4 ways state governments are leveraging COVID funding

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Highlights

  • As deadlines for the use of special COVID funding loom larger, governments must focus on how to best leverage those funds for their citizenry.
  • Funding supports both individuals and businesses, potentially strengthening wavering economies in the process.
  • Investing in digital communications is a great way to ensure governments are able to meet the current and future needs of their citizens.

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The Coronavirus Aid, Relief and Economic Security (CARES) Act and the American Rescue Plan (ARP) established state government funding provisions that provided states the opportunity to access COVID relief funding for a limited time. CARES provided $150 billion in flexible funding for local and state governments through the end of 2021. The American Rescue Plan Act established the State Fiscal Recovery Fund (SFRF), which made $195.3 billion available to states through 2024.

4 ways state governments are using COVID funding

Much of the money allocated to state relief is likely to go unused, which means states are missing a great opportunity to support their people and businesses to best fulfill their public-service role. The following is an overview of key funding categories along with some examples of how state governments are using this special funding to illustrate ways in which your state could benefit.

1. Emergency and disaster response

Before considering other options, many states prioritized emergency and disaster relief when utilizing COVID relief dollars. Funds directed to this area allow states to put money toward equipment, tools, supplies, people, and training necessary to support the COVID health crisis along with other disaster response initiatives.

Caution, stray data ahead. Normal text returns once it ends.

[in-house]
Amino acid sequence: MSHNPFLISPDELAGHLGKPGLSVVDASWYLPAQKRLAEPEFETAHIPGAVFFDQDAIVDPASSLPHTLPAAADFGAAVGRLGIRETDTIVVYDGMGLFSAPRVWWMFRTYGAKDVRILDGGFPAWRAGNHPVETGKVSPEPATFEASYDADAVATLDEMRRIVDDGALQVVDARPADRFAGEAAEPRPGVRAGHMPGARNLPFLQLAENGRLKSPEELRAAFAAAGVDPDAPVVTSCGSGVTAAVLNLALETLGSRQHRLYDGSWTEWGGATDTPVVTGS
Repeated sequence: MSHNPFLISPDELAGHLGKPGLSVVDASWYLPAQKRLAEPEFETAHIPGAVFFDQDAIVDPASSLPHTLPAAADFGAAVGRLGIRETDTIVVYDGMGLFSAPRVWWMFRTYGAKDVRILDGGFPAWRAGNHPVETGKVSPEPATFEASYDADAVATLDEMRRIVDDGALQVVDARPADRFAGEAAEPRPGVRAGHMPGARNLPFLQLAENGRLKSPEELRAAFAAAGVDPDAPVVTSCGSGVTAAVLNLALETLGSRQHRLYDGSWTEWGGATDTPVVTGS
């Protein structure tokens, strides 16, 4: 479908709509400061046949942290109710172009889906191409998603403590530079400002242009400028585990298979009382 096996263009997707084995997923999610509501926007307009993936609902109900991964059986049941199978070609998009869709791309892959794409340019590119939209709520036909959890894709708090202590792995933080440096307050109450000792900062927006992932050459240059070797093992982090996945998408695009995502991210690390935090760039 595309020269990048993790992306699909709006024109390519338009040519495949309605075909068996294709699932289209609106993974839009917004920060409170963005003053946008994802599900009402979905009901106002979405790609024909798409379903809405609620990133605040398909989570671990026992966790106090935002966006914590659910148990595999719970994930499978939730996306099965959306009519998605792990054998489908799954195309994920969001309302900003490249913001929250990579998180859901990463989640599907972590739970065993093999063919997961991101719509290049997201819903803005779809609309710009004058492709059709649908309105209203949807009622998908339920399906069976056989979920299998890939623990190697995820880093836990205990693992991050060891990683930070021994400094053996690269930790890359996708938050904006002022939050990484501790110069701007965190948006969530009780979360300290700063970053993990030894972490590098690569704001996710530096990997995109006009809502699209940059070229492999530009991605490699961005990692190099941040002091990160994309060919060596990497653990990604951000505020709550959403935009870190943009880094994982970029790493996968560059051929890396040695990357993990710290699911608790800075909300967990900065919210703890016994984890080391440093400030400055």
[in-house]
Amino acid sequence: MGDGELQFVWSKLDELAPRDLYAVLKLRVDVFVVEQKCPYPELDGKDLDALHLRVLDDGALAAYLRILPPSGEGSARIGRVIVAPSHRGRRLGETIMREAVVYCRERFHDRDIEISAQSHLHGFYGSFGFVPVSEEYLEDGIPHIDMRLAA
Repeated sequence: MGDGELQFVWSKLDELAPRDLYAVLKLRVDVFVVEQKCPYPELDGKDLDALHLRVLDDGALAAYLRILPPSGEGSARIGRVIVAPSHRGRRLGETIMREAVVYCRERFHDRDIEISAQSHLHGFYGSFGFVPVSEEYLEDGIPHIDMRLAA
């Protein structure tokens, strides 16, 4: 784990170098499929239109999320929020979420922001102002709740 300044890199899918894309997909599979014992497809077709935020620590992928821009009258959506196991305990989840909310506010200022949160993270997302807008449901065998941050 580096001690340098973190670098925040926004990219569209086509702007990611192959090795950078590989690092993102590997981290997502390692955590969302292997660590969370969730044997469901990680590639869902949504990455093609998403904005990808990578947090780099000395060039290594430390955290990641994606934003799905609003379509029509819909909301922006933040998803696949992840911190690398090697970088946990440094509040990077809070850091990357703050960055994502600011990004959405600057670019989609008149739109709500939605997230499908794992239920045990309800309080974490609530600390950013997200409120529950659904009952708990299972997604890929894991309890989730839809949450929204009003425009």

Delaware, for instance, put $67.8 million toward the purchase of medical equipment and testing supplies, and another $866,497 for volunteer fire company assistance. California allocated $698.8 million toward public health and safety employees. Georgia used $90.7 million to cover emergency medical response expenses. Minnesota put $8 million into Youth Intervention and Crime Victims Services.

Side view of an ambulance and other emergency vehicles parked in a large garage

2. Small business credit expansion

Many small businesses were devastated by the impact of COVID, especially those dependent on in-store clientele. Restaurants in many states, for instance, had to shut down or transition to drive-thru ordering only. As a result, some small companies face the risk of going under. Others have had to cut employees or place a freeze on hiring and expansion. Non-essential industries like tourism and the arts have also taken a big hit.

ARP included $10 billion that was specifically earmarked for states and tribal governments to support small-business lending. States can provide funds to businesses that may have no other options to raise the necessary capital to survive or grow. Keeping these businesses solvent is vital to economic recovery due to the implications to employment and consumer spending.

Tennessee put $55 million in a specialized agricultural fund to assist businesses in agriculture, food, forestry, and nonprofit agriculture. Rhode Island put $20 million into a small-business loan fund and another $20 million in a fund to support the hospitality and tourism industry. Oregon put $25.6 million into an emergency relief fund to assist small businesses affected by COVID in a variety of ways. Kansas allocated $35 million to small-business grants and another $20 million toward business resiliency.

3. Homeowner and rental assistance